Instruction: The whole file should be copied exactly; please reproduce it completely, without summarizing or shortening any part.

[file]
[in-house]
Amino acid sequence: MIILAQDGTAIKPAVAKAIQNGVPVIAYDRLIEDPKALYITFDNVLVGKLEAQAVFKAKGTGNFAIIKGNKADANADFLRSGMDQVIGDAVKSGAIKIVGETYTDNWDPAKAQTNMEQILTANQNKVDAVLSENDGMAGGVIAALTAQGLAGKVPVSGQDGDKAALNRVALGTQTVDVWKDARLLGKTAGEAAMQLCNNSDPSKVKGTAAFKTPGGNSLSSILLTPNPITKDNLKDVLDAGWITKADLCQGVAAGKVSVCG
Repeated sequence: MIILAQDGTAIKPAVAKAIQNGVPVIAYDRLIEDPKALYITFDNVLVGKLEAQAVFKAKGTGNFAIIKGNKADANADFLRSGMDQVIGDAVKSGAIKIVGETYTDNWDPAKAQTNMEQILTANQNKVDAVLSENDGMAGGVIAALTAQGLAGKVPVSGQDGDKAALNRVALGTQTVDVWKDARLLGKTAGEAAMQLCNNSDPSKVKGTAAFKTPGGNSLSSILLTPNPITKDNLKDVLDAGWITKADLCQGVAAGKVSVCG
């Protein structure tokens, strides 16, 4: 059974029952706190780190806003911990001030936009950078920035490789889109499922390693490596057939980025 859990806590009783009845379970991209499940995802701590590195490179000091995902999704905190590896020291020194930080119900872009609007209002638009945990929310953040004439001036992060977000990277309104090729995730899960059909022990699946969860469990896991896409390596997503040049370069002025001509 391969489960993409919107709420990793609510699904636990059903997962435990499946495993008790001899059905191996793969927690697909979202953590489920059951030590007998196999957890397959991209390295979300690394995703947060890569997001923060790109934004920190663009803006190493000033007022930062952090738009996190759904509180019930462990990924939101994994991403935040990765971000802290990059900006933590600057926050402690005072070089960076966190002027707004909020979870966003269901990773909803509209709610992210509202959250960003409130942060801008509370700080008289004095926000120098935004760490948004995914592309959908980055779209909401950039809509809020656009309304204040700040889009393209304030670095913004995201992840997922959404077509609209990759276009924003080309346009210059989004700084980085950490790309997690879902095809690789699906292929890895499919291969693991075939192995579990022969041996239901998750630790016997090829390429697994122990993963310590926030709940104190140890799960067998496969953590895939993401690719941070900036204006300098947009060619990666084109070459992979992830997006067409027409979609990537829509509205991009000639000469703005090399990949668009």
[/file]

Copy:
[in-house]
Amino acid sequence: MIILAQDGTAIKPAVAKAIQNGVPVIAYDRLIEDPKALYITFDNVLVGKLEAQAVFKAKGTGNFAIIKGNKADANADFLRSGMDQVIGDAVKSGAIKIVGETYTDNWDPAKAQTNMEQILTANQNKVDAVLSENDGMAGGVIAALTAQGLAGKVPVSGQDGDKAALNRVALGTQTVDVWKDARLLGKTAGEAAMQLCNNSDPSKVKGTAAFKTPGGNSLSSILLTPNPITKDNLKDVLDAGWITKADLCQGVAAGKVSVCG
Repeated sequence: MIILAQDGTAIKPAVAKAIQNGVPVIAYDRLIEDPKALYITFDNVLVGKLEAQAVFKAKGTGNFAIIKGNKADANADFLRSGMDQVIGDAVKSGAIKIVGETYTDNWDPAKAQTNMEQILTANQNKVDAVLSENDGMAGGVIAALTAQGLAGKVPVSGQDGDKAALNRVALGTQTVDVWKDARLLGKTAGEAAMQLCNNSDPSKVKGTAAFKTPGGNSLSSILLTPNPITKDNLKDVLDAGWITKADLCQGVAAGKVSVCG
């Protein structure tokens, strides 16, 4: 059974029952706190780190806003911990001030936009950078920035490789889109499922390693490596057939980025 859990806590009783009845379970991209499940995802701590590195490179000091995902999704905190590896020291020194930080119900872009609007209002638009945990929310953040004439001036992060977000990277309104090729995730899960059909022990699946969860469990896991896409390596997503040049370069002025001509 391969489960993409919107709420990793609510699904636990059903997962435990499946495993008790001899059905191996793969927690697909979202953590489920059951030590007998196999957890397959991209390295979300690394995703947060890569997001923060790109934004920190663009803006190493000033007022930062952090738009996190759904509180019930462990990924939101994994991403935040990765971000802290990059900006933590600057926050402690005072070089960076966190002027707004909020979870966003269901990773909803509209709610992210509202959250960003409130942060801008509370700080008289004095926000120098935004760490948004995914592309959908980055779209909401950039809509809020656009309304204040700040889009393209304030670095913004995201992840997922959404077509609209990759276009924003080309346009210059989004700084980085950490790309997690879902095809690789699906292929890895499919291969693991075939192995579990022969041996239901998750630790016997090829390429697994122990993963310590926030709940104190140890799960067998496969953590895939993401690719941070900036204006300098947009060619990666084109070459992979992830997006067409027409979609990537829509509205991009000639000469703005090399990949668009």